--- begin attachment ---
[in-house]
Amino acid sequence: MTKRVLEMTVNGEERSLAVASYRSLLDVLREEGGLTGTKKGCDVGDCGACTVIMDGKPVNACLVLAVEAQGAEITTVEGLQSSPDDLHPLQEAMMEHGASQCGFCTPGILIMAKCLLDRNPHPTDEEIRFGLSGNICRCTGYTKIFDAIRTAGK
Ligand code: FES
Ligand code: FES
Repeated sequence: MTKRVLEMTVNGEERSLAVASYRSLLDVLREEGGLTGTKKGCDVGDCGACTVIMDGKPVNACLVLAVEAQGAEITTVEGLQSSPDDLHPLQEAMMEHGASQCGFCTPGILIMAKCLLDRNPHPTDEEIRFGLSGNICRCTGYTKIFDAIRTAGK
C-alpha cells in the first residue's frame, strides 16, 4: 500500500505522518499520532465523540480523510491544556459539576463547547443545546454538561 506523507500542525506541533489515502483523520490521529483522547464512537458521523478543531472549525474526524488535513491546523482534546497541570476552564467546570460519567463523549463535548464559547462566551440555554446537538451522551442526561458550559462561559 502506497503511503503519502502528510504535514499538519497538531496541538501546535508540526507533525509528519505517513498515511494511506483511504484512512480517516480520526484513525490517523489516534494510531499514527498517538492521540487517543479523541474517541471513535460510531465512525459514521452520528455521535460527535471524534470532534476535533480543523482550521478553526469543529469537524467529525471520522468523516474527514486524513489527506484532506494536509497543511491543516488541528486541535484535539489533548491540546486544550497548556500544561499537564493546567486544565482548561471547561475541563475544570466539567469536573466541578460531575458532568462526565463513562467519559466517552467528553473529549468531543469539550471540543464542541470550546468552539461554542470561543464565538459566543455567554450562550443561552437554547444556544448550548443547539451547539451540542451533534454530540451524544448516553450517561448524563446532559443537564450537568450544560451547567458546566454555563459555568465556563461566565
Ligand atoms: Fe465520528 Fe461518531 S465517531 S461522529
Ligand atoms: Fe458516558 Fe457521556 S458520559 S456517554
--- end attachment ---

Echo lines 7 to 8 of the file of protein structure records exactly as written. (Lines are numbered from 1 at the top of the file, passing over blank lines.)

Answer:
Ligand atoms: Fe465520528 Fe461518531 S465517531 S461522529
Ligand atoms: Fe458516558 Fe457521556 S458520559 S456517554